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Opioid Withdrawal

Learn about the symptoms, timeline, and treatment of opioid withdrawal.

Stopping use of any type of opioid — including prescription pain relievers such as oxycontin (“oxy”) and synthetic opioids like fentanyl and heroin — can cause intense, flu-like symptoms. The unpleasant experience of opioid withdrawal is one reason that ending opioid use is challenging — and why many people return to using opioids if they don’t receive treatment.

There are many options to help you prepare for, manage, and treat opioid withdrawal symptoms.

Recovery from dependence on opioids is possible, and withdrawal management can be a first step.

Common symptoms of opioid withdrawal

People who abruptly stop or significantly reduce their opioid use may experience withdrawal symptoms. In almost all circumstances, withdrawal symptoms from stopping opioids are very uncomfortable but not fatal. Symptoms may be treated under the care of a medical professional in a withdrawal management or detox setting.

Here are some common physical and mental symptoms of opioid withdrawal:


  • Bone and muscle pain
  • Diarrhea
  • Difficulty sleeping
  • Dilated pupils
  • Goose bumps
  • Hot and cold flashes
  • Runny nose
  • Severe cravings
  • Uncontrolled leg movements
  • Vomiting
  • Watery eyes
  • Yawning


  • Anxiety
  • Depression
  • Irritability
  • Mania
  • Psychosis

People who have taken higher doses or used opioids for longer may experience stronger withdrawal symptoms. In rare cases, including among older adults and those with serious underlying health conditions, severe symptoms of withdrawal from long-term opioid use can become life-threatening. A medical professional may use an opioid withdrawal scale to measure the severity of your symptoms and determine the best way to treat them.

Can you die from opioid withdrawal?

The discomfort of opioid withdrawal can be a barrier to stopping use of these substances. But the symptoms of opioid withdrawal are temporary and rarely life-threatening. The most unpleasant symptoms — vomiting and diarrhea — become life-threatening only if you are unable to stay hydrated. Locate a health care provider near you who can help you safely manage opioid withdrawal, receive ongoing treatment, and thrive in recovery.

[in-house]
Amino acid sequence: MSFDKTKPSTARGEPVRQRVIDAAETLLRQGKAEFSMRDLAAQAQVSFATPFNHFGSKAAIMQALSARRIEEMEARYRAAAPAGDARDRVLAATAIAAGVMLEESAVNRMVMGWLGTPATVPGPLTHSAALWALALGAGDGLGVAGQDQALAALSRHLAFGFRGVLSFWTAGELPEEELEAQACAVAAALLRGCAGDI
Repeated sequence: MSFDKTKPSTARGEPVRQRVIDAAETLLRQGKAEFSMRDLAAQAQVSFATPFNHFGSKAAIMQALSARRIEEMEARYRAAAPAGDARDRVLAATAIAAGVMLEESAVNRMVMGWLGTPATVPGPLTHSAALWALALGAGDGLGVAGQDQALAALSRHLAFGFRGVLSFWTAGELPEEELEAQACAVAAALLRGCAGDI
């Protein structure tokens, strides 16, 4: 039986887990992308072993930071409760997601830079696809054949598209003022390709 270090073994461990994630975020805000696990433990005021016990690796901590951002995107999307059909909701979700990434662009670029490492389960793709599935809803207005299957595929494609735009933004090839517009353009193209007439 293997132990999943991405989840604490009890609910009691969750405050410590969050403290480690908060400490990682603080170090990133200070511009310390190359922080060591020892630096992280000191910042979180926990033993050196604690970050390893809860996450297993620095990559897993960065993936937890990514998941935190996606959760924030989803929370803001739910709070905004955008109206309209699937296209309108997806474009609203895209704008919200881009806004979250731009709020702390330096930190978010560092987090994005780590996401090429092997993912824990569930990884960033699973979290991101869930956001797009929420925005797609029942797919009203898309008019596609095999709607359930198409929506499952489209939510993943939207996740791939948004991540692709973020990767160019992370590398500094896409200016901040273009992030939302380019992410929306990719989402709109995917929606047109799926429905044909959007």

Opioid withdrawal timeline

When you stop using any type of opioid, you may start to feel withdrawal symptoms within eight hours of the last dose. The early signs of opioid withdrawal are sometimes compared to a bad flu. You may also become anxious or irritable.

Opioid withdrawal timelines vary depending on the type of opioid:

Fast-acting opioids (e.g., heroin, illicit fentanyl, immediate-release versions of prescription opioids): Withdrawal symptoms typically start in eight to 12 hours, peak at 36 to 72 hours, and last for seven to 10 days.

Long-acting opioids (e.g., methadone and extended-release versions of prescription opioids): Withdrawal symptoms start in one to three days, peak at four to six days, and last for up to 21 days.


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Fentanyl withdrawal

Illicit fentanyl takes longer than pharmaceutical fentanyl to leave the body. Withdrawal from illicit fentanyl lasts for up to 10 days, compared with four to five days for pharmaceutical fentanyl.

Because fentanyl lingers in the fatty tissues of the body, the longer someone has used fentanyl, the longer their withdrawal can last. Some people have reported withdrawal symptoms lasting for weeks or even months, a phenomenon known as protracted withdrawal. Generally, the longer-lasting symptoms are those related to mood and sleep.

Withdrawal symptoms, especially if they are long-lasting, can cause you to feel broadly unwell and strongly crave opioids. If you experience these symptoms, it is important to remain in treatment. If you resume use of an opioid after a long period of abstaining, you will have lower tolerance for the opioid and be at higher risk of overdose.